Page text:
Daimler Financial Services CIO Says: Don't Get Comfortable
Daimler Financial Services CIO Udo Neumann says you may be successful today, but unless you transform and innovate, that success will be gone.
The economy is strong, your IT department is humming along, and you've invested in some value-creating programs. Everything looks good, right?
But here's some advice for 2019. Don't get comfortable. The comfort zone is a danger zone. That's according to Udo Neumann, Global CIO at Daimler Financial Services, the financial services provider of Mercades Benz automaker Daimler AG.
Neumann's organization has taken some risks over the past few years, and he shared a few of them, along with some other tips, with CIOs and other IT professionals at the recent Gartner Symposium event in Orlando, Florida.
Take risks. That may be a hard message for sometimes risk-averse IT professionals, but it's a timely one for the current business and IT environment, where markets are disrupted and innovation keeps accelerating at what seems like an exponential pace. Hesitate and you may lose your opportunity. Stop to consider your options for too long and your competitors or a previously unknown startup may sneak in and take your market share.
Neumann said that it is essential for IT organizations to get out of the comfort zone, to take risks, to fail, to learn, and then to pivot. But just because you take risks and fail doesn't mean you don't learn from your lessons.
"But don't make the same mistake three or four times," he said. "That's not what failing means."
Neumann has spent two and a half years as global CIO for Daimler Financial Services, and has worked in other senior IT positions around the world for Daimler companies before that.
A key component for success is people and culture, he said, and at Daimler, he has created the concept of "swarms," virtual global teams that pull from different functions and geographies that come together based on "capabilities and passion," he said.
"We give them a problem and we give them the freedom," Neumann said. The swarm work becomes their full-time job for that period of time. "It's not in the evening from 5 to 7, and it's not as an extra task."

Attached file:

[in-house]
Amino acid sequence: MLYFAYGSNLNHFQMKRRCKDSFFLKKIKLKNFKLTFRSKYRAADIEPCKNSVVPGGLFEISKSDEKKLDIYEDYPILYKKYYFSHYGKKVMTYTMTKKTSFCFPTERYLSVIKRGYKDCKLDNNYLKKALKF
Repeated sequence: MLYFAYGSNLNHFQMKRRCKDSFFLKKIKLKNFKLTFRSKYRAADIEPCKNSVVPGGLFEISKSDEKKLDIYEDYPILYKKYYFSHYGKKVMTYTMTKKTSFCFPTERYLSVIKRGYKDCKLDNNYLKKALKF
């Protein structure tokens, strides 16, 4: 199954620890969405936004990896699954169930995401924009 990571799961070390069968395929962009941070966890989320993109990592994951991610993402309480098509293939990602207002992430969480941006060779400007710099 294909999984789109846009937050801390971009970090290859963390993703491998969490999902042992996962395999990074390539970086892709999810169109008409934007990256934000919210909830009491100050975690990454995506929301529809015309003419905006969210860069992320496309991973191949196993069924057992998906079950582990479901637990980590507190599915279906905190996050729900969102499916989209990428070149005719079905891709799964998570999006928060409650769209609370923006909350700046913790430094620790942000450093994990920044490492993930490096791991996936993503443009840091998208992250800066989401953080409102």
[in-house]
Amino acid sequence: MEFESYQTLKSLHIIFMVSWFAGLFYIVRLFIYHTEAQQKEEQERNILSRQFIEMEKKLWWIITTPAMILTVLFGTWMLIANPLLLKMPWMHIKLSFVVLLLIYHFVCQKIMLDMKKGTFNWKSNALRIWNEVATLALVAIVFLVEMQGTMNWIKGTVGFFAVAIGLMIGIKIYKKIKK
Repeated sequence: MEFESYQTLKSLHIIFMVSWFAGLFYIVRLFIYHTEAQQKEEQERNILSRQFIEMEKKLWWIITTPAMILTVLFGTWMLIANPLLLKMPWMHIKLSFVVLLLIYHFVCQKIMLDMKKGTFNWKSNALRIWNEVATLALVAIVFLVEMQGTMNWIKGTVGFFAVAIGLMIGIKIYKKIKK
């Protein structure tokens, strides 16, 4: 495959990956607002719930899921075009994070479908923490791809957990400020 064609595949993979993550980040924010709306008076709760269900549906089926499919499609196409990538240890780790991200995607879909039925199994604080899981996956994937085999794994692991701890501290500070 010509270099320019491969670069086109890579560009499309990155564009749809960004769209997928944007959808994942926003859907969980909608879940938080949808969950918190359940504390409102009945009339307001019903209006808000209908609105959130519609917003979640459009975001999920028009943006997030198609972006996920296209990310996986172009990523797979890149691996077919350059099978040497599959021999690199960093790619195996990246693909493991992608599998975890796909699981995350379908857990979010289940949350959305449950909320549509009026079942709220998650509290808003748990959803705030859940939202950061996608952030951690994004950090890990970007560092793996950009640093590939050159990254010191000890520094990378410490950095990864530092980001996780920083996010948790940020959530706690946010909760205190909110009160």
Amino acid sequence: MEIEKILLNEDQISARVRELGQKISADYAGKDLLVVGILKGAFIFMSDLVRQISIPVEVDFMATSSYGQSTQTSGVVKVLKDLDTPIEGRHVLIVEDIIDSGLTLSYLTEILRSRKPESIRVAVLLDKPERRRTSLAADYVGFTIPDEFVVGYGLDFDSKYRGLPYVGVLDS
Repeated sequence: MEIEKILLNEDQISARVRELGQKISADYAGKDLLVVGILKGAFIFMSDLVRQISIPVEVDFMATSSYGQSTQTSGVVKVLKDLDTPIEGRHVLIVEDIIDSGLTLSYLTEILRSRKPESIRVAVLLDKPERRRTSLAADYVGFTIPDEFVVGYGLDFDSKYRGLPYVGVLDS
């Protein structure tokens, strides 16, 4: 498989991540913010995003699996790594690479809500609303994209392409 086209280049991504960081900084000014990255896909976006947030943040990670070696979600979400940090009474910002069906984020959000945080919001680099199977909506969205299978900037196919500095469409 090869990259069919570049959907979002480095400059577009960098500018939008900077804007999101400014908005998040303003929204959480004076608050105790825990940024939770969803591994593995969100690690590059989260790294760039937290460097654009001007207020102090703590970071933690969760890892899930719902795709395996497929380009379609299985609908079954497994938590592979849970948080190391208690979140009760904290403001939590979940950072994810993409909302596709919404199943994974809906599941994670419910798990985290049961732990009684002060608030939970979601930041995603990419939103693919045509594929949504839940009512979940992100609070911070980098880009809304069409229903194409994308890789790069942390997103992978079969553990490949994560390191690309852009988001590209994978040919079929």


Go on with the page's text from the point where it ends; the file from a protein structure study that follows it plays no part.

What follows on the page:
Here's one example -- blockchain. There's so much buzz about this distributed ledger system in the last year, yet organizations don't always know what sort of problems blockchain can solve. That's a perfect place to send a swarm. Neumann said that swarms can analyze the technology to determine what it can do, what use cases make sense, where the technology will work and where it won't work. The swarm created a Blockchain Factory within the company that is working on the right ways to apply blockchain within Daimler Financial Services.
Neumann said another way to take the risks needed to stay ahead is to disrupt yourself. He said the company sent six people to a lab in Southern California and told them to be creative and disrupt the company's business model.
"Why? Because if you don't do it then somebody else may do it," he said. The small team created a small company called AutoGravity that created an app (and a small company) to help consumers shop for cars and car loans. Today there are 200 people at that office in California, Neumann said.
More recently, Daimler made a strategic investment in a company called Soul Machines, a New Zealand-based firm that is working on the combined use of artificial and emotional intelligence. Daimler and Soul Machines first debuted what they call a digital avatar named Sarah in February, and since then "she" has answered frequently asked customer questions during an internal pilot at one of the company's call centers in the US, according to Daimler. Daimler Financial Services plans to use the technology to continue to "support customers like a personal concierge," the company said in a statement announcing the investment.
Neumann said, "After successfully testing how artificial intelligence helps our employees better service customers, we are now investing in a disruptive technology to further enhance the customer experience."
Neumann believes that CIOs need to define their vision and disrupt their own businesses.
"The success of today will be gone if you don't transform," he said.
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Jessica Davis has spent a career covering the intersection of business and technology at titles including IDG's Infoworld, Ziff Davis Enterprise's eWeek and Channel Insider, and Penton Technology's MSPmentor. She's passionate about the practical use of business intelligence, ... View Full Bio
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